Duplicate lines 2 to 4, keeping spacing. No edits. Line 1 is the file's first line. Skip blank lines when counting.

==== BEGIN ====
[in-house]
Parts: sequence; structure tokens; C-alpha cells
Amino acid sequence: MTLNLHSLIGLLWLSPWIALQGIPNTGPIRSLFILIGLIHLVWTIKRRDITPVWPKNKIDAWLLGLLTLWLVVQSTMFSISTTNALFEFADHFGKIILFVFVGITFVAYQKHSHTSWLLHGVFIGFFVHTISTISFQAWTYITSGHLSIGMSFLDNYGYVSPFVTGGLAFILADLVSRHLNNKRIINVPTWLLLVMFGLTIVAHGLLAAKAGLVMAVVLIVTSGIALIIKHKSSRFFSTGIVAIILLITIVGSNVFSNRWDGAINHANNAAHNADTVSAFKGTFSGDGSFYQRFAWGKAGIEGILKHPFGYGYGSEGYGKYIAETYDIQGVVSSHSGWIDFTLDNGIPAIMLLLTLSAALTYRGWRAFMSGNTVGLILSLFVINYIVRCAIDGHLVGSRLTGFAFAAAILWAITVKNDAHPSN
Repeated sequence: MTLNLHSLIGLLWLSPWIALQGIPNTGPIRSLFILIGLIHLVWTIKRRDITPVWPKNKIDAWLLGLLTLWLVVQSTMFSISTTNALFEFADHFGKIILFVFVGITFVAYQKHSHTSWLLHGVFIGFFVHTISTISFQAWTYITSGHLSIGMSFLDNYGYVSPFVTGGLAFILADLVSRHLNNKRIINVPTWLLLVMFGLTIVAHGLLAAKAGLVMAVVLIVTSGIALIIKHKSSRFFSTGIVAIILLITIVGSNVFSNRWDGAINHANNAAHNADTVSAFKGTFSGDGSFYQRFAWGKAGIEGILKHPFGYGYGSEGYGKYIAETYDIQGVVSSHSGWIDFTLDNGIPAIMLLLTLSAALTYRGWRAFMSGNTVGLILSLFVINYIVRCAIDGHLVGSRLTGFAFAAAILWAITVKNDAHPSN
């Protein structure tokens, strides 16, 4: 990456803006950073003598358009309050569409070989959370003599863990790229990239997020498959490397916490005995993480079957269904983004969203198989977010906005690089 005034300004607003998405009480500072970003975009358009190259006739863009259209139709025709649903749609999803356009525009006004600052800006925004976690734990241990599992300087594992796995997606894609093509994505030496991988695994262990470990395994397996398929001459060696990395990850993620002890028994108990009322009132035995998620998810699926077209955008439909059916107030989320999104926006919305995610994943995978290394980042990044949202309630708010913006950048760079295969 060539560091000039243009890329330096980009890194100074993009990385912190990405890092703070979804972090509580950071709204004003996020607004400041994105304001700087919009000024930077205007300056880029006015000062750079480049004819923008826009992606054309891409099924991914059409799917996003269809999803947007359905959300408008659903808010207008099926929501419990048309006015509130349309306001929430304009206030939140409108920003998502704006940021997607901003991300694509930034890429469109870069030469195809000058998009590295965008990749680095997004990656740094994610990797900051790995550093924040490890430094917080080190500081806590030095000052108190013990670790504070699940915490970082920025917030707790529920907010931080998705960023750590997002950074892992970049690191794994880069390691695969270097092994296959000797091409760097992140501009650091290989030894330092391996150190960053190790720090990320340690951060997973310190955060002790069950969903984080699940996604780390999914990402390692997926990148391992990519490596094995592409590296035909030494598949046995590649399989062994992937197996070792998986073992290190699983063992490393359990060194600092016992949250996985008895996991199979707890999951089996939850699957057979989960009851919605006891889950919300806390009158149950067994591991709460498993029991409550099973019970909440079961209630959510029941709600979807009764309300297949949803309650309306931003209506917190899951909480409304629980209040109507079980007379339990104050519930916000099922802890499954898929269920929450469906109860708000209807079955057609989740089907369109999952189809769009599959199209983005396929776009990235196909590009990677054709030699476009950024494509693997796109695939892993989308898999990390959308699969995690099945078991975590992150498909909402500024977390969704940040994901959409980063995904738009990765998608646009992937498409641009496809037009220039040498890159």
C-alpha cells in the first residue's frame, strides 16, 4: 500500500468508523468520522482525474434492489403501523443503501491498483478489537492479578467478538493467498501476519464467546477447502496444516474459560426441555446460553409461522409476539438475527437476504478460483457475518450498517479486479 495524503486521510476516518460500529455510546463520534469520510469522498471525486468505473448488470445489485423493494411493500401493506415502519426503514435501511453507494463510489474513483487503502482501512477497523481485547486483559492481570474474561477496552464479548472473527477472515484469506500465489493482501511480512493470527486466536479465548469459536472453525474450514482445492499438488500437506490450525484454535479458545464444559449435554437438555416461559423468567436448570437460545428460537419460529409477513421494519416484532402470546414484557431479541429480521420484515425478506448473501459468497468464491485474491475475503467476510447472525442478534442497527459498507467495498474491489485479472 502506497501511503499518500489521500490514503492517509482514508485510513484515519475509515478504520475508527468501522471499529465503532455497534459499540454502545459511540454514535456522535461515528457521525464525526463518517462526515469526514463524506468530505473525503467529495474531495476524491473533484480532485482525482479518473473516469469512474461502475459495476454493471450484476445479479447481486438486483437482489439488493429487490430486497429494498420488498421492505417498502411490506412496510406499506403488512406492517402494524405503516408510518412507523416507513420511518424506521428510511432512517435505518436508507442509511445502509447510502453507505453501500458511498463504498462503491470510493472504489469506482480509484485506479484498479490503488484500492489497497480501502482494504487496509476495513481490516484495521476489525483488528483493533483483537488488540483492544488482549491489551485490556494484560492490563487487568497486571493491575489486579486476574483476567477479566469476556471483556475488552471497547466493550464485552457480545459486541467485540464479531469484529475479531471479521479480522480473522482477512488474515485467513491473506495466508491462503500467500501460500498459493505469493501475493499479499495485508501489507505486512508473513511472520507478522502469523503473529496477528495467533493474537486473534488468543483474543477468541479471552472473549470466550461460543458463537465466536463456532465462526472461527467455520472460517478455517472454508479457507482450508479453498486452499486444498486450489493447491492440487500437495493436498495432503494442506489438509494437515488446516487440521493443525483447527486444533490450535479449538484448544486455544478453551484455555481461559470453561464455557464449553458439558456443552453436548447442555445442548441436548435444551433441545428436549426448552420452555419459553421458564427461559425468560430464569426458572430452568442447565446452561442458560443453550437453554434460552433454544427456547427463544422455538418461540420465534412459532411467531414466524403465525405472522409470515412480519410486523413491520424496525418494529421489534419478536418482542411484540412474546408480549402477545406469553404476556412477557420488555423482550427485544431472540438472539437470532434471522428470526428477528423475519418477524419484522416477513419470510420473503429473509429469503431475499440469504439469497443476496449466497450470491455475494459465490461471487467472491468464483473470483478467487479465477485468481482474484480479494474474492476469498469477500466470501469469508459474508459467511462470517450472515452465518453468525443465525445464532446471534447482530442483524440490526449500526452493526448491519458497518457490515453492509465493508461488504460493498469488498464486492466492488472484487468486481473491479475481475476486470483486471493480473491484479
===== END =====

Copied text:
Parts: sequence; structure tokens; C-alpha cells
Amino acid sequence: MTLNLHSLIGLLWLSPWIALQGIPNTGPIRSLFILIGLIHLVWTIKRRDITPVWPKNKIDAWLLGLLTLWLVVQSTMFSISTTNALFEFADHFGKIILFVFVGITFVAYQKHSHTSWLLHGVFIGFFVHTISTISFQAWTYITSGHLSIGMSFLDNYGYVSPFVTGGLAFILADLVSRHLNNKRIINVPTWLLLVMFGLTIVAHGLLAAKAGLVMAVVLIVTSGIALIIKHKSSRFFSTGIVAIILLITIVGSNVFSNRWDGAINHANNAAHNADTVSAFKGTFSGDGSFYQRFAWGKAGIEGILKHPFGYGYGSEGYGKYIAETYDIQGVVSSHSGWIDFTLDNGIPAIMLLLTLSAALTYRGWRAFMSGNTVGLILSLFVINYIVRCAIDGHLVGSRLTGFAFAAAILWAITVKNDAHPSN
Repeated sequence: MTLNLHSLIGLLWLSPWIALQGIPNTGPIRSLFILIGLIHLVWTIKRRDITPVWPKNKIDAWLLGLLTLWLVVQSTMFSISTTNALFEFADHFGKIILFVFVGITFVAYQKHSHTSWLLHGVFIGFFVHTISTISFQAWTYITSGHLSIGMSFLDNYGYVSPFVTGGLAFILADLVSRHLNNKRIINVPTWLLLVMFGLTIVAHGLLAAKAGLVMAVVLIVTSGIALIIKHKSSRFFSTGIVAIILLITIVGSNVFSNRWDGAINHANNAAHNADTVSAFKGTFSGDGSFYQRFAWGKAGIEGILKHPFGYGYGSEGYGKYIAETYDIQGVVSSHSGWIDFTLDNGIPAIMLLLTLSAALTYRGWRAFMSGNTVGLILSLFVINYIVRCAIDGHLVGSRLTGFAFAAAILWAITVKNDAHPSN